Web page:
If God is speaking to your heart about these things, and you need somebody to talk with, please don't hesitate to e-mail us about your need and somebody from the Fellowship will contact you as soon as possible. If you have a prayer request or would like to start a theological discussion on this or any other topic, please feel free to post it in our Message Boards:

><> ><> ><> ><> CULINARY LEARNING <>< <>< <>< <><

Ginger and Plum

A Finnish Christmas Tradition

Piparkakku (Ginger bread cookie) is an old Finnish Christmas tradition that has a steady hold on the culinary aspect of the annual celebration, much like the Christmas ham.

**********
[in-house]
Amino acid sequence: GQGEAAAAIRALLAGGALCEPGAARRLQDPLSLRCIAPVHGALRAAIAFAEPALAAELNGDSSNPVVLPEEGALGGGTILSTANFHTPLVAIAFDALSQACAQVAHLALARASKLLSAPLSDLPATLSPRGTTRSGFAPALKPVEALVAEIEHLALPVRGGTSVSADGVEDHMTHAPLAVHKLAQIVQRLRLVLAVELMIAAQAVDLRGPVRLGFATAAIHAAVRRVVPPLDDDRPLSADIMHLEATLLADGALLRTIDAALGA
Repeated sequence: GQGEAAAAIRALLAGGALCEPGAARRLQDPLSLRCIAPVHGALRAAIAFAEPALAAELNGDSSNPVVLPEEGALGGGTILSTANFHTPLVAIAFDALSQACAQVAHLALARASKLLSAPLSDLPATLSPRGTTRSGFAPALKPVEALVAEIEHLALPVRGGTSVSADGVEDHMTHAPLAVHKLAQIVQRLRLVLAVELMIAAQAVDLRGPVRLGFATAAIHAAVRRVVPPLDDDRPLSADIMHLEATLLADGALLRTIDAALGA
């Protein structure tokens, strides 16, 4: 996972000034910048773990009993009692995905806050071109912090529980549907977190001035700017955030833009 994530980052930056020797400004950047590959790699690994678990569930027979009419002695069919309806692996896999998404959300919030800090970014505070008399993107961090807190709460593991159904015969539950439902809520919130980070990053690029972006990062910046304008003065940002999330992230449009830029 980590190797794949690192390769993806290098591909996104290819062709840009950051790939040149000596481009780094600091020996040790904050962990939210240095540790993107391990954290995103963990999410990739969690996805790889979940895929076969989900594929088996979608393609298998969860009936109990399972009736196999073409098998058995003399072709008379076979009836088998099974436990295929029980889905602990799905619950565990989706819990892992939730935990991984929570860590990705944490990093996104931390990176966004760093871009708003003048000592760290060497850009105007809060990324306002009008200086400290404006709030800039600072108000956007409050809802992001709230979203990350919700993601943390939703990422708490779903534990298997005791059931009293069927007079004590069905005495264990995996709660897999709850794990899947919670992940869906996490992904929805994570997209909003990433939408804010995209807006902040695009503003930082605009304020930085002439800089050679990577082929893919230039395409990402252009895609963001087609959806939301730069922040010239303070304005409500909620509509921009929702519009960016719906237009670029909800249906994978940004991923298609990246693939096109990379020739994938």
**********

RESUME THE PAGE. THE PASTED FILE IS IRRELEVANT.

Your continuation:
Before the Ginger cookie was invented, the Finns indulged themselves with honey cookies, made of only flour and honey, for honey was the only available sweetener. But as soon as the Orient began to supply the world with exotic spices, they were also included in the dough, thus creating the ginger cookie.

Ginger cookies were introduced to the northern part of Europe probably through monasteries. These cookies were known in Finland during the end part of the medieval times. In the beginning, only the rich and the church baked ginger cookies but when the middleclass began to drink coffee during the eighteenth century and the rest of the population picked up the habit by the end of the nineteenth century, the ginger bread cookie found its way to the common table.

The recipes used vary a great deal depending on the country and culture. The Scandinavians prefer plenty of butter in their dough, while the Germans use almonds.